Attack on Titan The Final Season
by James Beckett,
How would you rate episode 14 of
Attack on Titan The Final Season ?
How would you rate episode 15 of
Attack on Titan The Final Season ?
”All the world's might will soon fall upon this land. You have no idea what that means.”
Ever since “Savagery” got rescheduled to premiere alongside “Sole Salvation”, I've been equal parts excited and terrified at the prospect of cramming two episodes' worth of Attack on Titan analysis into a single review. As it turns out, writing about them both in tandem might prove more appropriate than trying to tackle them individually. “Savagery” is all about illustrating the consequences of Eren and Zeke Jeager's dark alliance, while “Sole Salvation” peels back the layers of the past to reveal the bloody road that brought Zeke and his new protégé to where they currently stand. In true Attack on Titan fashion, the root causes of Zeke's villainy are more complicated than one might guess at first glance, even as they lead him to a final solution of horrifying, dreadful simplicity.
I actually want to start with “Sole Salvation”, at the beginning of Zeke's story. We've already seen glimpses of Zeke's life with his parents, Grisha Jeager and Dina Fritz, though only in the fragments that Grisha doled out from his perspective in the journal that Eren found. Back when the show dropped all of those truth bombs about the Eldians and Marley, Zeke was portrayed as a brainwashed Marleyan loyalist. There was virtually no sympathy or regard for Zeke's perspective then; we merely witnessed him ratting out his parents and their involvement in the Eldian Restoration Movement, and thus damning them to the death sentence on Paradis that would end up inciting the war that our heroes have been fighting in since Attack on Titan's very first episode.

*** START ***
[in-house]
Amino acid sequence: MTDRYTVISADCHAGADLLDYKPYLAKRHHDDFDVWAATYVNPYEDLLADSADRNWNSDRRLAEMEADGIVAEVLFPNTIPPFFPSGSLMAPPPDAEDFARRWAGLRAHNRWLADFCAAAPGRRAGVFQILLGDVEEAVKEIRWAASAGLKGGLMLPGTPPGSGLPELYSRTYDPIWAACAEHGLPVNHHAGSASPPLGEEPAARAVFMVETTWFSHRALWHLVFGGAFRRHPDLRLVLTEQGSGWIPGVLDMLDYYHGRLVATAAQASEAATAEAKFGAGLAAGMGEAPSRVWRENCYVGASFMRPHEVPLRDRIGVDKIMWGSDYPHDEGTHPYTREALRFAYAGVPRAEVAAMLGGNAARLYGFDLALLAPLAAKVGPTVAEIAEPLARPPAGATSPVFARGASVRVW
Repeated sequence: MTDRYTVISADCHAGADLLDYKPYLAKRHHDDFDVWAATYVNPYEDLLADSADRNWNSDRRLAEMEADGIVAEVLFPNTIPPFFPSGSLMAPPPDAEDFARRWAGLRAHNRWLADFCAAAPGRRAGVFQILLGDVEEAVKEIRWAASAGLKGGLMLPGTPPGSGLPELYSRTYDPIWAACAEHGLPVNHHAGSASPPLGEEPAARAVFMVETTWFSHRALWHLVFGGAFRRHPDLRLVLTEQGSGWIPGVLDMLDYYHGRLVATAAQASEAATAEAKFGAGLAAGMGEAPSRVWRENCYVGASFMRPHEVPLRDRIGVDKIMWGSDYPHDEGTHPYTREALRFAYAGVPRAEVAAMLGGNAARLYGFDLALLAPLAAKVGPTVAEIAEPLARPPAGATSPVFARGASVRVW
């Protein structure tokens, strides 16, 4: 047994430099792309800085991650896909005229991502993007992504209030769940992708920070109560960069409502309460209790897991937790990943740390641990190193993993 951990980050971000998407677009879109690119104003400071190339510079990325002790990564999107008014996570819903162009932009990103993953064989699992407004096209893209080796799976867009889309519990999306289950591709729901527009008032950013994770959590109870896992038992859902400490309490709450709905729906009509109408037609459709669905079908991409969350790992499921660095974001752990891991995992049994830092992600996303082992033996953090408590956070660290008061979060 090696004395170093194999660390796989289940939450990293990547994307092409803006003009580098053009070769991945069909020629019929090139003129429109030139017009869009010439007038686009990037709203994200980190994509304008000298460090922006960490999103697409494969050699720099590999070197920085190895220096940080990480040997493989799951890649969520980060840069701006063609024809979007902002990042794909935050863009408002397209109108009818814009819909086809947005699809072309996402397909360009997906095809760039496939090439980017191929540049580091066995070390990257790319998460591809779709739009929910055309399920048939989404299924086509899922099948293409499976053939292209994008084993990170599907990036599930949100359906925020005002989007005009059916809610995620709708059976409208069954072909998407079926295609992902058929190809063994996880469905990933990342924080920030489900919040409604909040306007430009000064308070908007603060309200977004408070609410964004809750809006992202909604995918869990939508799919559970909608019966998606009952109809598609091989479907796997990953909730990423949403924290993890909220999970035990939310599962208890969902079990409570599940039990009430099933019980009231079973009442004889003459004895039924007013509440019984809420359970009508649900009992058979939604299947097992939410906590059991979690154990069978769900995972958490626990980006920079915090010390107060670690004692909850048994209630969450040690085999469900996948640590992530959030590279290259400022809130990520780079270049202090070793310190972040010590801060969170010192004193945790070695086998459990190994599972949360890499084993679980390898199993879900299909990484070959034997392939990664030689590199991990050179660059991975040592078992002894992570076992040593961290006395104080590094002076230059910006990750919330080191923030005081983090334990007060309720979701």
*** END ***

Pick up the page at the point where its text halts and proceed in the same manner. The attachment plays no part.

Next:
It was never going to be as easy as that, and “Sole Salvation” reframes that entire tragedy by affording us a more nuanced look at Zeke's life. What hits home the most is that he really was a sweet, beleaguered boy that was forced to spend his life fighting to live up to his parents' lofty expectations. They were the ones that foisted the label of “sole salvation” on Zeke in the first place, and in their attempts to mold him into the perfect little warrior that would be used as a weapon against the Marleyan forces from within, they broke him. We see in this flashback that Zeke was not a particularly strong or talented child. His attempts to claim a spot in the Warrior Unit left him feeling ashamed and dejected, and Grisha's constant screams and wails made doubly sure that Zeke was fully aware that he wasn't just letting his parents down. He was failing an entire people.
Is it any surprise then, when Zeke adopts Tom Ksaver as his father figure and mentor? Tom is honest with Zeke about the self-defeating stupidity of serving Marley, and actually treats him like a child, instead of a tool to be manipulated. It is the exact opposite of subtle when we learn that Zeke's fixation with baseball isn't just a Beast Titan gimmick, but a holdover from the days where his new Beast Titan Dad would play catch with him and educate him on the true secrets of the Eldians that he learned during his days in the Warrior Unit. Attack on Titan may not give a damn about subtlety, but it sure knows how to play its audience's heartstrings like a harp.
Tom is the one who inadvertently leads Zeke to his master plan of “saving the world”, when he reveals that his research uncovered how the Founding Titan doesn't just have the power to change the Eldians' memories; it can fundamentally alter their physiology, too. This power was originally used to save the people from a deadly disease, but Zeke comes to an altogether more terrible conclusion: What if the Founding Titan made it so that the Eldians could never reproduce, and never pass down the power of the Titans flowing through their veins again? It would save the rest of the world from their awful power, and the Eldians would receive the added mercy of never having to experience the injustice of being born in the first place.